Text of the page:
The next thing that is important, your formatting. Stick to the same font/font size scheme throughout your entire resume. The countless times I have looked over resumes and there will be 4 types of fonts and a change in size halfway through a sentence is crazy. A good idea is to have 1-2 fonts, 2-3 font sizes, and maybe choose if you want your emphasis to be shown in bold or underline. Nothing more. Never go below size 10 and try to stay between sizes 10-12. Think of it like this. The headers can be all one size and font, subheaders potentially the same font and a size smaller, and the body a different font and either the same size as or a size smaller than the subheader. That's generally a good rule of thumb. Still confused? Check out the cover letter example I have for you. The next thing to note is that your resume should NEVER be more than a page unless you're submitting a CV (which is generally only if you've spent years in an industry and you're switching jobs), and never two columns. If you can't fit it all on two pages, you've either added way too much space between lines (ie. double spacing), you've added too many details to each job, or you've simply added too much irrelevant or old experience.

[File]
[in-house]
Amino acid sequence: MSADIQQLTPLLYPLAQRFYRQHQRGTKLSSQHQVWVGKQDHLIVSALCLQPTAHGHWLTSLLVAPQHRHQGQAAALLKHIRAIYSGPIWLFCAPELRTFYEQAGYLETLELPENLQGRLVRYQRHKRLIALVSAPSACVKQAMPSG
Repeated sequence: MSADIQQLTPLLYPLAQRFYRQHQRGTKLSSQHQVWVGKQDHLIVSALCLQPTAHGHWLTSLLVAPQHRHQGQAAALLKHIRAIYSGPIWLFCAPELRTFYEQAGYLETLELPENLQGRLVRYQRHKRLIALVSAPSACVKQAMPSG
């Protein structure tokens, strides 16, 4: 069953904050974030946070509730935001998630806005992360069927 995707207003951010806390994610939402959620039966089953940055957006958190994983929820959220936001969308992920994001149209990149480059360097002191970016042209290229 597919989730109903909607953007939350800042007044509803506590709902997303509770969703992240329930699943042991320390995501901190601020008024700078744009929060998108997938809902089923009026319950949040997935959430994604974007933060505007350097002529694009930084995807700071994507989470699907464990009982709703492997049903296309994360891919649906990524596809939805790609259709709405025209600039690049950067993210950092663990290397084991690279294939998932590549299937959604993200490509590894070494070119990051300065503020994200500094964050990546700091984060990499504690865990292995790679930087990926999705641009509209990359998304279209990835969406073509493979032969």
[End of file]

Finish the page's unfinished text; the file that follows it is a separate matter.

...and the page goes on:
So you've understood how to format your design and you've got an idea of how you want your resume to look, great. Now how do you actually write your resume? This shouldn't be too hard. Start with your name and contact information just like on your cover letter. This is great in case your cover letter and resume get separated for some reason. Next up, keep your experience from most recent to older, while ensuring that the most relevant is up top. What I mean is, say you're applying for a photographer position and your experience is freelancing while working at a fast-food chain, and before this you were a photographer intern. Place the freelance and intern on top as this is the most relevant and then fast food last (along with any other irrelevant positions and experience you have). Make sure to write from when to when you were at the position - up to you if you want month and year or just year to year. Also remember that when you include relevant tasks for each position held, keep the number of points the same throughout the entire resume, and each relevant task will likely vary each time you apply somewhere.